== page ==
5 Toughest HS State Championships To Win
Texas, California, Indiana, Kentucky, and New Jersey were the top 5 states that are considered to be the toughest to win a state championship. Below is a breakdown from MaxPreps.com of the 5 toughest state tournaments:
Texas Class 5A
Defending champion: Marcus (Flower Mound)
2011-12 contenders: DeSoto, Fort Bend Bush (Richmond), Fort Bend Travis (Richmond), Marcus, North Crowley (Fort Worth), Plano West, Seven Lakes (Katy)
The chase: The proliferation of talent (a dozen Class of 2012 Top 100 seniors) and NCAA Tournament-on-steroids-style postseason makes winning a title in Texas tough in any classification, but especially at the 5A level where a handful of teams could make noise in the national rankings this season.
The state tournament features 128 teams in a single-elimination tournament over four weeks. 2011 champ Marcus finished No. 2 in the national rankings but had a fight on its hands in nearly every round, winning five of seven games by 10 points or less. The Marauders return most of their key pieces, but are not a slam dunk to repeat.
Recent history suggests that winning back-to-back titles will be an uphill challenge for Marcus. The last repeat champion at the 5A level was Fort Bend Willowridge (Houston) in 2000 and 2001. The last six title games have featured 10 different teams.
New Jersey Tournament of Champions
Defending champion: St. Anthony (Jersey City)
2011-12 contenders: Gill St. Bernard's (Gladstone), Hudson Catholic (Jersey City), Linden, Plainfield, Roselle Catholic, St. Anthony, St. Patrick (Elizabeth)
The chase: New Jersey crowns group champions, but the TOC has become the ultimate prize for the state's elite since it was introduced in 1989. The event encompasses every NJSIAA-affiliated school, regardless of enrollment, and pits group winners against one another in a single-elimination tournament.
While the Garden State is always loaded with talented teams and players, the presence of one program in particular has made capturing the Tournament of Champions a nearly impossible task. St. Anthony has taken home the hardware 11 times under legendary head coach Bob Hurley and will be favored to do it once again in 2012.
The landscape has changed a bit with Kevin Boyle's departure from St. Patrick. Boyle led the Celtics to five TOC titles but left during the offseason for Montverde Academy (Fla.), perhaps opening the door for somebody else to enter the picture.
Kentucky Sweet 16
Defending champion: Christian County (Hopkinsville)
2011-12 contenders: Ballard (Louisville), Bullitt East (Mt. Washington), Rowan County (Morehead), Scott County (Georgetown), Trinity (Louisville)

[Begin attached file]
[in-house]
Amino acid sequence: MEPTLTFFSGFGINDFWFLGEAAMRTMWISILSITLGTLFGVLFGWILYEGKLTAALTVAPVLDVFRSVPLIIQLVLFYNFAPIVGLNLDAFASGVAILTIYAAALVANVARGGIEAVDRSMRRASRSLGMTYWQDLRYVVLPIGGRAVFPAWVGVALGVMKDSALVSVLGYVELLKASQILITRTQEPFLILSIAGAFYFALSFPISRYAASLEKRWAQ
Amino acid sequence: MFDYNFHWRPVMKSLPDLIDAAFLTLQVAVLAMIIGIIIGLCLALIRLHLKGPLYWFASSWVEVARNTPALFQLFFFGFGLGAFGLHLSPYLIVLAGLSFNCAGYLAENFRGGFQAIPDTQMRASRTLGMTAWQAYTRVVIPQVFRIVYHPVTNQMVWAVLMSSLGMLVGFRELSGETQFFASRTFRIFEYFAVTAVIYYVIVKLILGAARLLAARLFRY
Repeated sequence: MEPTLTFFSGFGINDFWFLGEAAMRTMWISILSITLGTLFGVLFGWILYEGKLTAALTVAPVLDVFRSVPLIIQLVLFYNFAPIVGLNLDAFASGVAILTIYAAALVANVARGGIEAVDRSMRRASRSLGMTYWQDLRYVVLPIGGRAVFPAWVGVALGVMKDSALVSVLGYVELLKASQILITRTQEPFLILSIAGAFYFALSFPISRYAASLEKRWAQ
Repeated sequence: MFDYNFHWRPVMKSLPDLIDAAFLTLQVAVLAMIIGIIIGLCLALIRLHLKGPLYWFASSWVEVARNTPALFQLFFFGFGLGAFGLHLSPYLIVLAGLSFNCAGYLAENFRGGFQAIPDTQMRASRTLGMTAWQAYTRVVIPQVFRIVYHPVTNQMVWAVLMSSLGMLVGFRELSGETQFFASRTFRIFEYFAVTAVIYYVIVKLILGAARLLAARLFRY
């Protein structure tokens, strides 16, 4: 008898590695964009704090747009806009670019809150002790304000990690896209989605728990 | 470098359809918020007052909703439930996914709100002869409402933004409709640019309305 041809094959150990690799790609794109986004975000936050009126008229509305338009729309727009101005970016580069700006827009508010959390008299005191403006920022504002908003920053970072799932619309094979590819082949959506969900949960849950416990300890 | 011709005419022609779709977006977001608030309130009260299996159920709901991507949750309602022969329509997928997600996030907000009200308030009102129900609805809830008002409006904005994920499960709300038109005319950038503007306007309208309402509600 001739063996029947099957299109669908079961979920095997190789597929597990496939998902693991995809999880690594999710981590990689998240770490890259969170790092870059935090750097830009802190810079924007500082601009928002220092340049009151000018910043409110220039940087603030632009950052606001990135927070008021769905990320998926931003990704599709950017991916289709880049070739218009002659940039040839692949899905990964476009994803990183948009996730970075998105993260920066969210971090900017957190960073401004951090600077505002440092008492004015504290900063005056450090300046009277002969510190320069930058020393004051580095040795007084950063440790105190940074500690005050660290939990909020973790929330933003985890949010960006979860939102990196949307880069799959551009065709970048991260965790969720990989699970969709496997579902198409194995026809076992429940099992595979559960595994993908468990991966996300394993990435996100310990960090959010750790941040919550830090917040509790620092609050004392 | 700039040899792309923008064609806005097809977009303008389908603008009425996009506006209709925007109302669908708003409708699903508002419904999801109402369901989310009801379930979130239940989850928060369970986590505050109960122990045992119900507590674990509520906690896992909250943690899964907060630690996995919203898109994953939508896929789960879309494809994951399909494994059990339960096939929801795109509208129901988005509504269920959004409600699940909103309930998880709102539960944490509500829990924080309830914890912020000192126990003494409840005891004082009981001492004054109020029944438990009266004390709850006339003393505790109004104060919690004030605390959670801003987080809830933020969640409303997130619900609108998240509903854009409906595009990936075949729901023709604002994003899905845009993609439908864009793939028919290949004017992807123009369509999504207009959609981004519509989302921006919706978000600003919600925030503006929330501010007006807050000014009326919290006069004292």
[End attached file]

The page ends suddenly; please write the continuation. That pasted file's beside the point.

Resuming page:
The chase: When it comes to high school basketball state tournaments, it doesn't get any more old-school than Kentucky's Sweet 16.
One state, one champ.
Winners of 16 regionals gather at storied Rupp Arena in Lexington, a grouping that last year featured Eastern of Louisville (enrollment 2,300) and Bardstown (enrollment 564) a year ago, providing an annual opportunity for Hoosiers-type storylines. Two years ago, tiny Shelby Valley (Pikeville) (enrollment 589) took advantage and won it all.
In the 20 years since Fairdale captured back-to-back titles in 1990 and 1991, the all-comers format has helped produce 18 different state champions with only Mason County (Maysville) and Scott County winning multiple Sweet 16s. Warren Central (Bowling Green) was the last team to reach consecutive title games in 2004 and 2005.
Indiana Class 4A
Defending champion: Bloomington South
2011-12 contenders: Hamilton Southeastern (Fishers), Kokomo, Lawrence Central (Indianapolis), Lawrence North (Indianapolis), North Central (Indianapolis), Pike (Indianapolis)
The chase: Many Indiana fans are still bitter over the IHSAA instituting multi-class basketball in 1997. The decision closed the book on a tradition-rich, single-class state tournament that spawned the movie Hoosiers.
While it's no longer possible for a team like Milan in 1953-54 (enrollment 161) to knock off the big boys, the state's 4A classification is still about as compelling and competitive as it gets. Six of the last eight state titlists have finished in the national rankings, including 2005-06 mythical national champion Lawrence North. That team was led by the fabled tandem of Greg Oden and Mike Conley Jr.
Bloomington South has won two of the last three 4A titles but looks like a longshot to add to the trophy case this winter. Perennial powers like Lawrence North and North Central and star talents like Gary Harris (Hamilton Southeastern) and Jeremy Hollowell (Lawrence Central) will ensure that fans pack Conseco Fieldhouse once again in March.
California Division I
Defending champion: Mater Dei (Santa Ana)
2011-12 contenders: Loyola (Los Angeles), Mater Dei
The chase: Nearly 250 schools compete for California's Division I state title, but only a small percentage have what it takes to run the gauntlet. Since the divisional format was introduced in 1981, just 12 different programs have been able to finish on top. Crenshaw (Los Angeles), De La Salle (Concord), Fairfax (Los Angeles), Mater Dei, St. Joseph Notre Dame (Alameda) and Westchester (Los Angeles) have combined to win 24 championships, including 14 by Crenshaw and Westchester alone. Mater Dei also won three state titles at the Division II level.
The postseason format in California adds to the challenge. Mater Dei – a heavy favorite to repeat this season – played nine games in six different venues over 30 days to cap a 32-3 campaign a year ago. Three of those contests came against teams that appeared in the MaxPreps Xcellent 25 during that span.